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How to use Depth of Field

If you've ever wanted to create images with a beautiful, soft out of focus background this article will give you some tips and guidelines to do just that. We're going to look at how to use Depth of Field (which is simply how much of your image is in focus) and what settings to use to optimize this effect.

Depth of field is controlled by the aperture setting

Last week we looked at using shutter speed and how it controls motion in your image. For that effect we used the Shutter Priority mode, for creating shallow depth of field we use the aperture so we'll switch over to Aperture Priority mode.

If you use a Canon you will see something similar to one of these dials on the top of your camera.

If you use a Nikon you will see something similar to one of these:

On a Canon camera you will want to choose the Av (which means aperture value) setting, and on Nikon choose A. That will put you in aperture priority where you will be choosing the aperture setting and the camera will be choosing the shutter speed to make the correct exposure.

Aperture is defined simply as the opening in the lens. It opens and closes just like the pupils in your eyes.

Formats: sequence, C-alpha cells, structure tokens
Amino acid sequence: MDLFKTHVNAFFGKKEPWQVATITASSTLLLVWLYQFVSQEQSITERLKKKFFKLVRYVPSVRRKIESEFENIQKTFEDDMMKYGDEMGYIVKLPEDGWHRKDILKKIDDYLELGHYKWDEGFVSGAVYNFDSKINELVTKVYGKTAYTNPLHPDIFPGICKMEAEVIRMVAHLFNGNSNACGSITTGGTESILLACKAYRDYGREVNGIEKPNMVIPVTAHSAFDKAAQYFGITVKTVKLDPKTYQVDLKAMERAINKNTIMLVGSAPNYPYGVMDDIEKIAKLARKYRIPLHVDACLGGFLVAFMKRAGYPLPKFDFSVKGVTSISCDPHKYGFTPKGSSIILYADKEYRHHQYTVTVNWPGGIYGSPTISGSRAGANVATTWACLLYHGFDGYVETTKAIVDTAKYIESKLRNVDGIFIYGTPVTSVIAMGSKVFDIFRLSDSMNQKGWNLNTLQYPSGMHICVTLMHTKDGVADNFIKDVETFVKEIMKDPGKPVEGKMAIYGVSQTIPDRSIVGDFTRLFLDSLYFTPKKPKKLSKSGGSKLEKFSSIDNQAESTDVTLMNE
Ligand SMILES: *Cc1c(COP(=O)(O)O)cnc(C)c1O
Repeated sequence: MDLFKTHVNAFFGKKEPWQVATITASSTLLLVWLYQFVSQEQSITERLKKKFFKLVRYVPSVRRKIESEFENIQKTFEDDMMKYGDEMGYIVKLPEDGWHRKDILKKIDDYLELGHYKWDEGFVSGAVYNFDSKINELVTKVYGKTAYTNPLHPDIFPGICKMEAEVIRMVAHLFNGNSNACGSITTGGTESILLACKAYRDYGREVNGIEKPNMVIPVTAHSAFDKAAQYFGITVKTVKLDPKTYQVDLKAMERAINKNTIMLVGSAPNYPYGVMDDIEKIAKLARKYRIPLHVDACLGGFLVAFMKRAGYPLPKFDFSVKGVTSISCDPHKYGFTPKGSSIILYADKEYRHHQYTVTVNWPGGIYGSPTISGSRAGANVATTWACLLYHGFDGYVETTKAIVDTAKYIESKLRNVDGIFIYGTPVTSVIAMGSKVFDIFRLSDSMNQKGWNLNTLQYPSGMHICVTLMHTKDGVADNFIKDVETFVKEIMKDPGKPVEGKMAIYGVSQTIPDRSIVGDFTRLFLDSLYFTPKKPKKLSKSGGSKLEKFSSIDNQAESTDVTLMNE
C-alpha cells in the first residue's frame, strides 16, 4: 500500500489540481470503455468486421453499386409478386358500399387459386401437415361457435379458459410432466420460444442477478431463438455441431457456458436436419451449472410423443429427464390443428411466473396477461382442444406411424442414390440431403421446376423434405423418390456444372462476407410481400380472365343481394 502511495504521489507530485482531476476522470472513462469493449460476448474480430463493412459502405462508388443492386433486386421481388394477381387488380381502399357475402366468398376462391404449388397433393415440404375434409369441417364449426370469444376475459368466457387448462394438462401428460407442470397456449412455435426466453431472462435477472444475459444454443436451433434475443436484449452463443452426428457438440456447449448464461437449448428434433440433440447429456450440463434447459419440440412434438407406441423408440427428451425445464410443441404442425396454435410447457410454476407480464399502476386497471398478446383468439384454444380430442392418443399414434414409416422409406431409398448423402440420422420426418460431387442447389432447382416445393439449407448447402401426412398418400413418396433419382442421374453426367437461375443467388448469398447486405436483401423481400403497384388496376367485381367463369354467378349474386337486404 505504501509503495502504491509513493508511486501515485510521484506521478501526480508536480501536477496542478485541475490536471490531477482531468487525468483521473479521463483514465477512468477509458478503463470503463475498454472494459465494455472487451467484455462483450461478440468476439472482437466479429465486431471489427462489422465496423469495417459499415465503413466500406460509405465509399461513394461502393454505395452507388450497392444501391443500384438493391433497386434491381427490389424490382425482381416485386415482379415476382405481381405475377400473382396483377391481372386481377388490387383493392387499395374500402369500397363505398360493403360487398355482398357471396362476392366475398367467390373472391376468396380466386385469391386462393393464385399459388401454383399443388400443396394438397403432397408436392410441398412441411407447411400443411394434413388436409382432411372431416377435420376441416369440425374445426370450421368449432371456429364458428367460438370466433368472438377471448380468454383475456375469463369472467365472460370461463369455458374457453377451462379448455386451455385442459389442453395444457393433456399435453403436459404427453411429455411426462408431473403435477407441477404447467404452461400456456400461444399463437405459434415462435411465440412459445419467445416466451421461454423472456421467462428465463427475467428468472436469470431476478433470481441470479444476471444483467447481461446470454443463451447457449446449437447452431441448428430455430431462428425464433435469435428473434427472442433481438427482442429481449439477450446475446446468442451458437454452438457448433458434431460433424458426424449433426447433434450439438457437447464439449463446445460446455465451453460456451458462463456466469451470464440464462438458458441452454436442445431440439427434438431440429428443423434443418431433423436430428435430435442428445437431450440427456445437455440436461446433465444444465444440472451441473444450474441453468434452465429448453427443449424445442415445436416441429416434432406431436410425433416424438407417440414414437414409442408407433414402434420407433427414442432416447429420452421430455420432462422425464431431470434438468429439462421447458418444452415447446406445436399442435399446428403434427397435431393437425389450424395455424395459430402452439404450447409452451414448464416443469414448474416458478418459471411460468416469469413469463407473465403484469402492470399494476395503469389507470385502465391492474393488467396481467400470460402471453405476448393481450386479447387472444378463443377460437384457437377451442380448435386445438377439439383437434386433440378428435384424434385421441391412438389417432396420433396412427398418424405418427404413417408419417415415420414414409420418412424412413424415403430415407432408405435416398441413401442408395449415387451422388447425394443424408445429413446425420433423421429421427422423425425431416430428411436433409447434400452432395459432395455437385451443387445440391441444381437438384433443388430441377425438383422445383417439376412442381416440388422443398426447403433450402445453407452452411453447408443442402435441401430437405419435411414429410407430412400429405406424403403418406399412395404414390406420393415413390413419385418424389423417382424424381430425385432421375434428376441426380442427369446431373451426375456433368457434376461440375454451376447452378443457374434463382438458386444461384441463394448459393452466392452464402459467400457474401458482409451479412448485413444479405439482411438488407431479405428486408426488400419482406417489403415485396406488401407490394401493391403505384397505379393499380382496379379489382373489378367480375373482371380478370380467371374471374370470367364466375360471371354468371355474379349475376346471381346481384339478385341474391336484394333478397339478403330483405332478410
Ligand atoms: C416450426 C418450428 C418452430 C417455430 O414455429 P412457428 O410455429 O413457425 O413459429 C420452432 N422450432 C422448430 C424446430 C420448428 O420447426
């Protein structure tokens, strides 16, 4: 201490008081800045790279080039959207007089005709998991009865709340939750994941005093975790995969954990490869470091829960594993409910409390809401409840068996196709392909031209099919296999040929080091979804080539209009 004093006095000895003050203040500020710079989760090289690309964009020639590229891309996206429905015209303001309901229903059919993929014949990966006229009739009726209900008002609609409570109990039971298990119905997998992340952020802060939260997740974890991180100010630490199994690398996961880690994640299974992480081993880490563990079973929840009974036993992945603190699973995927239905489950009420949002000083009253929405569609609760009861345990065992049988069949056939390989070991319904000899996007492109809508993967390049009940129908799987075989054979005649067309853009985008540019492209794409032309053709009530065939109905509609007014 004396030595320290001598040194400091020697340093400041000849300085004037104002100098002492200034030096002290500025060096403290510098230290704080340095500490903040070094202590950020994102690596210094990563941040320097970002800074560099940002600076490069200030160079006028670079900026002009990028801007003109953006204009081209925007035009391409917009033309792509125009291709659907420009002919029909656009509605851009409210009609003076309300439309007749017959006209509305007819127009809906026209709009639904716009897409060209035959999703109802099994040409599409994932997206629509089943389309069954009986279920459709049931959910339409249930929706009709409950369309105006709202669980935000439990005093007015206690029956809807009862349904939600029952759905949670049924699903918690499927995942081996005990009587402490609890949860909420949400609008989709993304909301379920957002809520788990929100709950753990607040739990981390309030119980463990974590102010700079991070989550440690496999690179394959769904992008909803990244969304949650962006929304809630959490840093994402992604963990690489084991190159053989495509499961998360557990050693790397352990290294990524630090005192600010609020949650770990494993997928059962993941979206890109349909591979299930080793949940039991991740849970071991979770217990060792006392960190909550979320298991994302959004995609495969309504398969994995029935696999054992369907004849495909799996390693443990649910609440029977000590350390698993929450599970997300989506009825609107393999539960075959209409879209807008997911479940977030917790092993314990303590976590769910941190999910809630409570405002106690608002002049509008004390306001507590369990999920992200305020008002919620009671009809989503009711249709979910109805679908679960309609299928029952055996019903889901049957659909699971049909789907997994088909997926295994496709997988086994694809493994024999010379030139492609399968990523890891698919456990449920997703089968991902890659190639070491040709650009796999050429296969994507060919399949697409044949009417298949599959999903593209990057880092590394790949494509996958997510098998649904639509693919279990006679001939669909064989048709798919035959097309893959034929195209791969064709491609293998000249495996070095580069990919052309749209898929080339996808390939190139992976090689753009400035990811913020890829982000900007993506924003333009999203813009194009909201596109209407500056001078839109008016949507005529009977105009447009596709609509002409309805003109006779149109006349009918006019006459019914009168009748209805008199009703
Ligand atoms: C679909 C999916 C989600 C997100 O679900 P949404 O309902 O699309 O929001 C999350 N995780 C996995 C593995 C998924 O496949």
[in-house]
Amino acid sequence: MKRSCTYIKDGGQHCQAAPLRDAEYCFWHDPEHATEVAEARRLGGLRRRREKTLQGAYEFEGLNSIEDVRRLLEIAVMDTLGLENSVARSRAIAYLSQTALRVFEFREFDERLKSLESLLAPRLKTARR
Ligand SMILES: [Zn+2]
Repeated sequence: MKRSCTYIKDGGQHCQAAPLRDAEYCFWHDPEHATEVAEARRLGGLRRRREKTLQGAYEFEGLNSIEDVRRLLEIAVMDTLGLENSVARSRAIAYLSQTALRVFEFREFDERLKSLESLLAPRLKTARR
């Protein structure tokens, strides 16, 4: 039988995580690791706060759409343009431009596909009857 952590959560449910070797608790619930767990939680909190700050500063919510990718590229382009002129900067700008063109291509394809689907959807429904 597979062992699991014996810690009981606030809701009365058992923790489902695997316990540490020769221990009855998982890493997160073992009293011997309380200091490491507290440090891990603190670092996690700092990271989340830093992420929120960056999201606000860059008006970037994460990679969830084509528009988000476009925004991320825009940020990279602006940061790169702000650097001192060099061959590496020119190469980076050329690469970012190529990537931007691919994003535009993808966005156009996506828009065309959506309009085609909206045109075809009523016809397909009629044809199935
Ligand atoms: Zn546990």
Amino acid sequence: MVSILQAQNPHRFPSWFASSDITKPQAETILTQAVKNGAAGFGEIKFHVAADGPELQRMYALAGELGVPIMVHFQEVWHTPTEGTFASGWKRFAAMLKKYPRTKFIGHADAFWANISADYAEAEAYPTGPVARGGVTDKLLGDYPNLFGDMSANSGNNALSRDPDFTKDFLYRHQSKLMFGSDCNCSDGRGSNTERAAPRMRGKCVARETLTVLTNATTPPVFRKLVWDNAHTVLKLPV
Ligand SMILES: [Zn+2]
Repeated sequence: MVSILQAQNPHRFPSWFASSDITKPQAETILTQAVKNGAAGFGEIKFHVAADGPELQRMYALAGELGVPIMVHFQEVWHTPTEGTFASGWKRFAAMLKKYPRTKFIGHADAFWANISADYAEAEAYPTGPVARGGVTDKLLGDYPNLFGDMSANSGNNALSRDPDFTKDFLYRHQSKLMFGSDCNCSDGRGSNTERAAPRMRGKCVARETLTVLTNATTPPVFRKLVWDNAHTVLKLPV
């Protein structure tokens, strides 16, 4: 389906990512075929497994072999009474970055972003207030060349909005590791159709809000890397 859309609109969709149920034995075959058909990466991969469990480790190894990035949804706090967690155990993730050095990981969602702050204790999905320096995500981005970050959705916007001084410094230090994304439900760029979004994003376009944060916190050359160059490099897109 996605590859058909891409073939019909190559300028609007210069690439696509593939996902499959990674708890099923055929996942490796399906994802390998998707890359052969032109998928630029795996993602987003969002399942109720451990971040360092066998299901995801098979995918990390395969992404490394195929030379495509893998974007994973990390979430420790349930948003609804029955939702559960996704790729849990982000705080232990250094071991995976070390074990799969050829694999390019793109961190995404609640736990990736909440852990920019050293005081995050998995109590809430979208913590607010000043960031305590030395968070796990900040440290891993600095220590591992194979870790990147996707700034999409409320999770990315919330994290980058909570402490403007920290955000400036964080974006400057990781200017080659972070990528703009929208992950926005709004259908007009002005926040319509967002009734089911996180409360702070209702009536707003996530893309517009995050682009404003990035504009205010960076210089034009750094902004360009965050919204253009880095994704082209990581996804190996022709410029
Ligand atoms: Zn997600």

Choose a large aperture opening (small f number) for shallow depth of field

If you want to make a nice out of focus background, and utilize shallow depth of field choose a large aperture opening, the biggest you have on your lens. Aperture settings can be a bit confusing because they are inverse of what you'd expect. The largest aperture opening is actually represented by the smallest number. An example of that would be f1.8 or 2.8. Choosing a small aperture like f22 of f32 will give you a large depth of field where it's possible to get your entire scene in sharp focus. Each setting has applications in certain scenarios, it's important to know which aperture to use to get the affect you desire.

Let's look at some examples

The following images were all shot with an 85mm f1.8 lens (that just means the largest aperture possible on it is f1.8). With such a lens it is possible to get the background way out of focus.

85mm lens shot at f22
85mm lens shot at f16
85mm lens shot at f11
85mm lens shot at f8
85mm lens shot at f5.6
85mm lens shot at f4
85mm lens shot at f2.8
85mm lens shot at f1.8

Notice how different the last shot above looks than the first one! Keep in mind you do NOT have to buy expensive $2000+ lenses to get this look. Sure you can if you feel rich, but if wanna save your pennies opt for a less expensive fixed lens with a wide aperture such as a 50mm f1.8 (less than $150 usually) or an 85mm f1.8 (around $600 or so). I prefer the slightly longer 85mm because, besides using a large aperture, the focal length also plays a part in how much the background gets blurred. Have you ever noticed everything you shoot with wide lens all seems to be in focus? While the depth of field mathematically is actually the same as with a longer lens – the wide makes everything appear more in focus, partly because of distance to subject. When you use a longer lens you have to back up which adds to the background blur as well.